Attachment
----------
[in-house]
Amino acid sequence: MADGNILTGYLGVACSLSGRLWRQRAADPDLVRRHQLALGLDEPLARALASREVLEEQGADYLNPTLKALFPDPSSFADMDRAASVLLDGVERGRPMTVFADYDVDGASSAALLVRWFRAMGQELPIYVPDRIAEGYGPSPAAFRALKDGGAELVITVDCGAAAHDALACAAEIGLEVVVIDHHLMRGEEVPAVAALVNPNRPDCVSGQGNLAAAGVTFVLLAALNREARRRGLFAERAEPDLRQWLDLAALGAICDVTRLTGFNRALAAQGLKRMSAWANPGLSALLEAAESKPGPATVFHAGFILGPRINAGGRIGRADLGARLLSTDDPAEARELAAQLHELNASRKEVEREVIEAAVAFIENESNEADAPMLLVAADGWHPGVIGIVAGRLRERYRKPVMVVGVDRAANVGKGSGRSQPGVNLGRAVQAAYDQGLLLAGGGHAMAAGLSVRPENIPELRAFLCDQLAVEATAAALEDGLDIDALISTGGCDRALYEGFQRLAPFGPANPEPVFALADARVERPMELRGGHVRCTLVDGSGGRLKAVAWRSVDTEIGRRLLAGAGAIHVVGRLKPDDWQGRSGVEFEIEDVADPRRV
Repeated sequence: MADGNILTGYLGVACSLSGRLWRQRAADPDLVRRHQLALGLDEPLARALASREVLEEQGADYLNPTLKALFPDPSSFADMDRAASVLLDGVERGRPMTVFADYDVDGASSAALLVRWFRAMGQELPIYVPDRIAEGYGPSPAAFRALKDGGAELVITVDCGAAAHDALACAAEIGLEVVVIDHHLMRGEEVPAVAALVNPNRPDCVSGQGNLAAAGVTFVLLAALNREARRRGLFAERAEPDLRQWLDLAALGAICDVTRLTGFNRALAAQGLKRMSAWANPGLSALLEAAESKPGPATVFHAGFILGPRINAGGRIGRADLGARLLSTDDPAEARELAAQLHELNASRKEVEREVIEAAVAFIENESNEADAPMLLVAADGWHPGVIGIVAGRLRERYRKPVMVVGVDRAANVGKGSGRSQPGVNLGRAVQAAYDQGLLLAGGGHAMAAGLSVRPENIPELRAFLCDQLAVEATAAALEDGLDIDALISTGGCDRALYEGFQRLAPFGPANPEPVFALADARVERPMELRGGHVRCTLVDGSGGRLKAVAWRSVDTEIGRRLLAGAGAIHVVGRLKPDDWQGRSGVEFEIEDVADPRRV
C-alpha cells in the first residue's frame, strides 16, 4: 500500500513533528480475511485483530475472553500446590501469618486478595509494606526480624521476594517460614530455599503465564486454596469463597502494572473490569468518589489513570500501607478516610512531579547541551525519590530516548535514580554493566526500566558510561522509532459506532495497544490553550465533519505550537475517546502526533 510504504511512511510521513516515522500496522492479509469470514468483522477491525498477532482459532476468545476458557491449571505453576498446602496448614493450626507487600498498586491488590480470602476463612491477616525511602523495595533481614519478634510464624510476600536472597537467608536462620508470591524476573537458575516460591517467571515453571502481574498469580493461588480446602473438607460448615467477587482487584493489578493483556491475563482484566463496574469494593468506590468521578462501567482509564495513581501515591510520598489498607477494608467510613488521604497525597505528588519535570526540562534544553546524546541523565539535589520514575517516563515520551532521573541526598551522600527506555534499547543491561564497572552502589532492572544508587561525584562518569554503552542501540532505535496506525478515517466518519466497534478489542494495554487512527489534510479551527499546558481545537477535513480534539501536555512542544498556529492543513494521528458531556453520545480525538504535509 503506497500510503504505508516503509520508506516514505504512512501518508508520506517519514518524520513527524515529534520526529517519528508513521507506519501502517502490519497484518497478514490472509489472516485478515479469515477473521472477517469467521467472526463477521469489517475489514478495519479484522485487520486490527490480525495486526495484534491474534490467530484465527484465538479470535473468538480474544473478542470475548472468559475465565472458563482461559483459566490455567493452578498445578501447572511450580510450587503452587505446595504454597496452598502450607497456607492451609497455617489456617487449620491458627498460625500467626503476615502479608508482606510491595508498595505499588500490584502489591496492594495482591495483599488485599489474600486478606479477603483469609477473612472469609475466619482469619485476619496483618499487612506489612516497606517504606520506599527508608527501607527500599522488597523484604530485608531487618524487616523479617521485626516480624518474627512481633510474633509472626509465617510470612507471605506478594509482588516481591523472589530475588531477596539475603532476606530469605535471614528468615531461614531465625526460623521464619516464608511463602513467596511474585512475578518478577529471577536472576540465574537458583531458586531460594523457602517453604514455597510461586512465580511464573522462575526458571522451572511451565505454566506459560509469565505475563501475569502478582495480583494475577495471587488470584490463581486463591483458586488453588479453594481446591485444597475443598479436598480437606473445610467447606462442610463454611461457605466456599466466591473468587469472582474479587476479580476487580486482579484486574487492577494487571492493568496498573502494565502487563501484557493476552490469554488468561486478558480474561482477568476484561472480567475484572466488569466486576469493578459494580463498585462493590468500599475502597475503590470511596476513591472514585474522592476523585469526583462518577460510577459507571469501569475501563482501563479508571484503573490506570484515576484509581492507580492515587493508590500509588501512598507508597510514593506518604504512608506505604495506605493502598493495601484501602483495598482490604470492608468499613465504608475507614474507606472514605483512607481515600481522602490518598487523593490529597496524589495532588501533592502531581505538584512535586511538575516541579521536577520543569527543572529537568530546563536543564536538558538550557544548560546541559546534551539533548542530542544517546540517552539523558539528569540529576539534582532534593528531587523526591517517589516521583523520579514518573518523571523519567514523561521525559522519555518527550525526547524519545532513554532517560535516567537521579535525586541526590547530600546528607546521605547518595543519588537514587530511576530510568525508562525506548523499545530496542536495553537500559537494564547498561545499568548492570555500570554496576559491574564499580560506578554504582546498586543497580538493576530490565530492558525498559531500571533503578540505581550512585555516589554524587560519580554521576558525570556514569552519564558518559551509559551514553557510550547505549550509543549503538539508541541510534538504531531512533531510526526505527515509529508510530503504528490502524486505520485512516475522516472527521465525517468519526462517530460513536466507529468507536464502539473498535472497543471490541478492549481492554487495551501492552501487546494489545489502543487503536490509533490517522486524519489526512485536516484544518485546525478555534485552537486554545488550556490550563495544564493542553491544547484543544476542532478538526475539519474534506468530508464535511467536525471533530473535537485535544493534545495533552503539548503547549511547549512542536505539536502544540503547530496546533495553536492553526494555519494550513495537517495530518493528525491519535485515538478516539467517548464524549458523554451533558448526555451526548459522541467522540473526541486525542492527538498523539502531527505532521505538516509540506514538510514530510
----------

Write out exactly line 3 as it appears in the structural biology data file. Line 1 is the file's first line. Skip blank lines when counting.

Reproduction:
Repeated sequence: MADGNILTGYLGVACSLSGRLWRQRAADPDLVRRHQLALGLDEPLARALASREVLEEQGADYLNPTLKALFPDPSSFADMDRAASVLLDGVERGRPMTVFADYDVDGASSAALLVRWFRAMGQELPIYVPDRIAEGYGPSPAAFRALKDGGAELVITVDCGAAAHDALACAAEIGLEVVVIDHHLMRGEEVPAVAALVNPNRPDCVSGQGNLAAAGVTFVLLAALNREARRRGLFAERAEPDLRQWLDLAALGAICDVTRLTGFNRALAAQGLKRMSAWANPGLSALLEAAESKPGPATVFHAGFILGPRINAGGRIGRADLGARLLSTDDPAEARELAAQLHELNASRKEVEREVIEAAVAFIENESNEADAPMLLVAADGWHPGVIGIVAGRLRERYRKPVMVVGVDRAANVGKGSGRSQPGVNLGRAVQAAYDQGLLLAGGGHAMAAGLSVRPENIPELRAFLCDQLAVEATAAALEDGLDIDALISTGGCDRALYEGFQRLAPFGPANPEPVFALADARVERPMELRGGHVRCTLVDGSGGRLKAVAWRSVDTEIGRRLLAGAGAIHVVGRLKPDDWQGRSGVEFEIEDVADPRRV